The third note: if you are reading this, you are probably already familiar with some famous eigenfunctions! We’ll talk about some examples prior to giving the formal definition. This remark might sound cryptic at first (but hang in there), but remember when you learned $\frac{d}{dx} e^{ax} = ae^{ax}$? That is, you learned that the derivative of $e^{ax}$ is a scalar multiple of itself? (emphasis on SELF). So you already know that the function $e^{ax}$ is an eigenfunction of the “operator” $\frac{d}{dx}$ with eigenvalue $a$ because that is the scalar multiple.

The basic concept of eigenvectors (eigenfunctions) and eigenvalues is really no more complicated than that. Let’s do another one from calculus:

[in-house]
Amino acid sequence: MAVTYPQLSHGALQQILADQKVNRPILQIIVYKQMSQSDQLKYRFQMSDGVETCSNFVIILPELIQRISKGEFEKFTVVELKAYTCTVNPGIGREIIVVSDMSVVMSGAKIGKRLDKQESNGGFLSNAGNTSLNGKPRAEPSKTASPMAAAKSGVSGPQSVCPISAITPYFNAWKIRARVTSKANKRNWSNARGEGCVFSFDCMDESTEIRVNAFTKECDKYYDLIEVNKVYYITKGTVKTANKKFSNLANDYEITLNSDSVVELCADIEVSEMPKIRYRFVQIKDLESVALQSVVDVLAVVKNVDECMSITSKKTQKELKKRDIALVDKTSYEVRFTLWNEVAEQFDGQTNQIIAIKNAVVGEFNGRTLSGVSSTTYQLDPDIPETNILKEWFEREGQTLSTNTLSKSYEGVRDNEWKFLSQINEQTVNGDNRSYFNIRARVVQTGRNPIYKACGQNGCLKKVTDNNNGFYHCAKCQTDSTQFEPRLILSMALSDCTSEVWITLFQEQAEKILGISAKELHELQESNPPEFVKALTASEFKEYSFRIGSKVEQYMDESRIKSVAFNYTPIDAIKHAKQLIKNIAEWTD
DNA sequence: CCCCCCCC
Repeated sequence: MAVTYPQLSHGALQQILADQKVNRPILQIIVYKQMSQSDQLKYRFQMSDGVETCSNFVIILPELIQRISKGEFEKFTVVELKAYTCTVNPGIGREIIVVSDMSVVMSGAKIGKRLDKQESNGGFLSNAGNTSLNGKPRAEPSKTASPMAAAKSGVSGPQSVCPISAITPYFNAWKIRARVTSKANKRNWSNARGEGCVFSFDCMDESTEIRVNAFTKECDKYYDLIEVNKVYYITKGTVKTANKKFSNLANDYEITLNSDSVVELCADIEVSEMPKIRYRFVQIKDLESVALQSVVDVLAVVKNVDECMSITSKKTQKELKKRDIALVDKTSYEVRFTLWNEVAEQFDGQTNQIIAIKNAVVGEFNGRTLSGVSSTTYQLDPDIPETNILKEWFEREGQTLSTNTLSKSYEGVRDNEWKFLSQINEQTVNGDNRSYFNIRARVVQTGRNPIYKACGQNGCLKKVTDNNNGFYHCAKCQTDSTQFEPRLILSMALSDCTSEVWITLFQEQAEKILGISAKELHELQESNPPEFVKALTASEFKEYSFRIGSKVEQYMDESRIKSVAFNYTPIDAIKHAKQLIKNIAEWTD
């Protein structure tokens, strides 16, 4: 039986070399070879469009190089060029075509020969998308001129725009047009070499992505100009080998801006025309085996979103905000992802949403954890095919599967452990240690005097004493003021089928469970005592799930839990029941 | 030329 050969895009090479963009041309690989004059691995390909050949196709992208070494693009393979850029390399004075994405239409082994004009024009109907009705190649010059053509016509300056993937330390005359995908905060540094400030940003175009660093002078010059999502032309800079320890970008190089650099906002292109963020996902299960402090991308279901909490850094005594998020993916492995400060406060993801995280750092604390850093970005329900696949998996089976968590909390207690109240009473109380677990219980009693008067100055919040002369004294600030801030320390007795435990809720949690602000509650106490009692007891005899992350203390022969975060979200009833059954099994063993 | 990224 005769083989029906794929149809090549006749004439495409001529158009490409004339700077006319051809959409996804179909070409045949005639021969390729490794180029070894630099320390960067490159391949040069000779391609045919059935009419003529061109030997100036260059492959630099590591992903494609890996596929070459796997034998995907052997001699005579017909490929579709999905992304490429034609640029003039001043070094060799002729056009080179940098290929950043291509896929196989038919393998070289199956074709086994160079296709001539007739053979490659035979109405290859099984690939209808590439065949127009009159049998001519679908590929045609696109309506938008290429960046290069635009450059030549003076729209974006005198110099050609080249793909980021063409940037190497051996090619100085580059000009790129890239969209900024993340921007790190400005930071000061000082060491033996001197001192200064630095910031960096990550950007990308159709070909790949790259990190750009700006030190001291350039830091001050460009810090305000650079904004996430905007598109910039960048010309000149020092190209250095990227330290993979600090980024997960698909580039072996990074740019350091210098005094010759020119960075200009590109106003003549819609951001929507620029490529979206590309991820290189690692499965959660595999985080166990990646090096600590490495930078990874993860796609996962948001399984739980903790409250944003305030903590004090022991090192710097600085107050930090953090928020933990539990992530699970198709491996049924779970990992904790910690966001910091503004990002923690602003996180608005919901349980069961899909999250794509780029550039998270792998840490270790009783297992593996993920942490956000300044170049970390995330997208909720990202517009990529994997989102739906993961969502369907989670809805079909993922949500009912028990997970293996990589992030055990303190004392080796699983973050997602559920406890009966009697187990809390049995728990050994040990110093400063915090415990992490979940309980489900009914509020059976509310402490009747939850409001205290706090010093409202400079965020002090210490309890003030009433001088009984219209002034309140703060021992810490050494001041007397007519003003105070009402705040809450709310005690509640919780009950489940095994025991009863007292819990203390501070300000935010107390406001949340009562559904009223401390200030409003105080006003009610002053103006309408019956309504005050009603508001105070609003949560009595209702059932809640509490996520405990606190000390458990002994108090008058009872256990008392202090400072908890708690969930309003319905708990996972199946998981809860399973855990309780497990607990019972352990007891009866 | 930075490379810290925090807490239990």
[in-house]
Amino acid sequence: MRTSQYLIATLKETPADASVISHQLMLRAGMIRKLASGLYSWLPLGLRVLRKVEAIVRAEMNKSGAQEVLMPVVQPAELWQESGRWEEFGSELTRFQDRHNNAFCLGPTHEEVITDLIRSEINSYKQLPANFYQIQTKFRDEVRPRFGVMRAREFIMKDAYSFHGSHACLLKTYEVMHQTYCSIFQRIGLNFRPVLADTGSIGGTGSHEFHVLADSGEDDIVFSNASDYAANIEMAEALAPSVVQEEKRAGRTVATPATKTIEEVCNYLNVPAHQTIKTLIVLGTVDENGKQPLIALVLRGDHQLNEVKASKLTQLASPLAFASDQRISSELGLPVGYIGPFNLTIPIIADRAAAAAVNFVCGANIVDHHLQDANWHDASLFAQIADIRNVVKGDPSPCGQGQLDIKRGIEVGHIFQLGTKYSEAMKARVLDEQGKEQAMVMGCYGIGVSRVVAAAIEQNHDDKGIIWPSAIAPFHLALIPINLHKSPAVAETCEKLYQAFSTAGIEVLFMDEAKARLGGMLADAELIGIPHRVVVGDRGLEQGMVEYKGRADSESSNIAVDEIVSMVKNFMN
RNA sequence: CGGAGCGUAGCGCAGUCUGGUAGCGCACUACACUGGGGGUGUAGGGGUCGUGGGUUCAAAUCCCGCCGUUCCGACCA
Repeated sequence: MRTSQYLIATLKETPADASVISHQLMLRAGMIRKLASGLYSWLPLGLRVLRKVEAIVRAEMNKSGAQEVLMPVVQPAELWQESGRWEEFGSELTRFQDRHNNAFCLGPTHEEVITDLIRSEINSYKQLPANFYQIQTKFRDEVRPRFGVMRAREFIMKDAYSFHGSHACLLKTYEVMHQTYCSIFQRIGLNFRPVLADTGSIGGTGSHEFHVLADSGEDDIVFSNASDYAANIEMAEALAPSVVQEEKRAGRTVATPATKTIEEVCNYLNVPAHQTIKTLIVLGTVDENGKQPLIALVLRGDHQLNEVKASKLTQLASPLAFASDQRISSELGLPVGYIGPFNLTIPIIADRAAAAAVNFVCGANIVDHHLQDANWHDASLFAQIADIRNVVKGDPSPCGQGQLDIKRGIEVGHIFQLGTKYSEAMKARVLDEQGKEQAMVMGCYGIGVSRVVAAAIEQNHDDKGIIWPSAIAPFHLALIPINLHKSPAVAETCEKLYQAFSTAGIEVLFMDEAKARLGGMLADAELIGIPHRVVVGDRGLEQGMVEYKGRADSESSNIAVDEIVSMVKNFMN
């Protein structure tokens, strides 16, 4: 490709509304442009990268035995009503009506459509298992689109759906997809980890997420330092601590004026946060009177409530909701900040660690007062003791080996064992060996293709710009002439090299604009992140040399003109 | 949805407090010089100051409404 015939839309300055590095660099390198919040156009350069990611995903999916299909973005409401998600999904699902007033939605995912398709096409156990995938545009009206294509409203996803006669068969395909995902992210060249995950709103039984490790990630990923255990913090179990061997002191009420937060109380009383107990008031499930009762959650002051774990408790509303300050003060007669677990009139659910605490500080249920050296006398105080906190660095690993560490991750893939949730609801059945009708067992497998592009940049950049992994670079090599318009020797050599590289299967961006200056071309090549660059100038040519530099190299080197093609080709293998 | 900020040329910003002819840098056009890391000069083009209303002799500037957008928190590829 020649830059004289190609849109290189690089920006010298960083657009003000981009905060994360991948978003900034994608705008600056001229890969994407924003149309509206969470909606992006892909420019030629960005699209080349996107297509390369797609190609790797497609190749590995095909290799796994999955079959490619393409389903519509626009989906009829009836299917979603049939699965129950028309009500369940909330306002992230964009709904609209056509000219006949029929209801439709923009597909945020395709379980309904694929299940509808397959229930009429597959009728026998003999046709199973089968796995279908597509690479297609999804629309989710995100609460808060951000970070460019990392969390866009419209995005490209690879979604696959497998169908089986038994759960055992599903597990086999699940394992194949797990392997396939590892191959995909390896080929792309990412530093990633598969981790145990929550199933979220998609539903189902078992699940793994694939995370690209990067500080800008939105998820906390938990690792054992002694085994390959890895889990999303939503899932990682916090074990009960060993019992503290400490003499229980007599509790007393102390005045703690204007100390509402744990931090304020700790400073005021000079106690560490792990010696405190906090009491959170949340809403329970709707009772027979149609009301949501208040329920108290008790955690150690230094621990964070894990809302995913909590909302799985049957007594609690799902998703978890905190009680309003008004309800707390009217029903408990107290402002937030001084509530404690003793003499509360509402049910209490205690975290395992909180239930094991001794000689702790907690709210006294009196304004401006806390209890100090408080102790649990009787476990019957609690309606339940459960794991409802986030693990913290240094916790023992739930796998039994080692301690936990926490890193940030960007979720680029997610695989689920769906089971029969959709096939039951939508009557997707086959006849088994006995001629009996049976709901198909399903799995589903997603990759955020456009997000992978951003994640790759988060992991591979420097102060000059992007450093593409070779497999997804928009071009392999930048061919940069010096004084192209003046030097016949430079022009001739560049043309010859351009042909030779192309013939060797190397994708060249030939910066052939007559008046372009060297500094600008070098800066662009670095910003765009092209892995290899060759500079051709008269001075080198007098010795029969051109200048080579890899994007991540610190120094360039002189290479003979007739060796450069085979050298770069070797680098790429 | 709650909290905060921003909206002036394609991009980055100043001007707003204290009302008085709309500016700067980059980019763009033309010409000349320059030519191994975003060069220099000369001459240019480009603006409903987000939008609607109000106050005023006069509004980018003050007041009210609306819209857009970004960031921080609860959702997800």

the function $sin(wx)$ is an eigenfunction of the operator $\frac{d^2}{dx^2}$ with eigenvalue $-w^2$ because $\frac{d^2}{dx^2} sin(wx) = -w^2sin(wx)$. That is, the function $sin(wx)$ is a scalar multiple of its second derivative. Can you think of more eigenfunctions for the operator $\frac{d^2}{dx^2}$?

Answer: $cos(wx)$ and $e^{ax}$ are two others, if we only allow for non zero eigenvalues (scalar multiples).

So hopefully you are seeing the basic idea: we have a collection of objects called vectors (can be traditional vectors or abstract ones such as differentiable functions) and an operator (linear transformation) that acts on these objects to yield a new object. In our example, the vectors were differentiable functions, and the operators were the derivative operators (the thing that “takes the derivative of” the function). An eigenvector (eigenfunction)-eigenvalue pair for that operator is a vector (function) that is transformed to a scalar multiple of itself by the operator; e. g., the derivative operator takes $e^{ax}$ to $ae^{ax}$ which is a scalar multiple of the original function.

Formal Definition
We will give the abstract, formal definition. Then we will follow it with some examples and hints on how to calculate.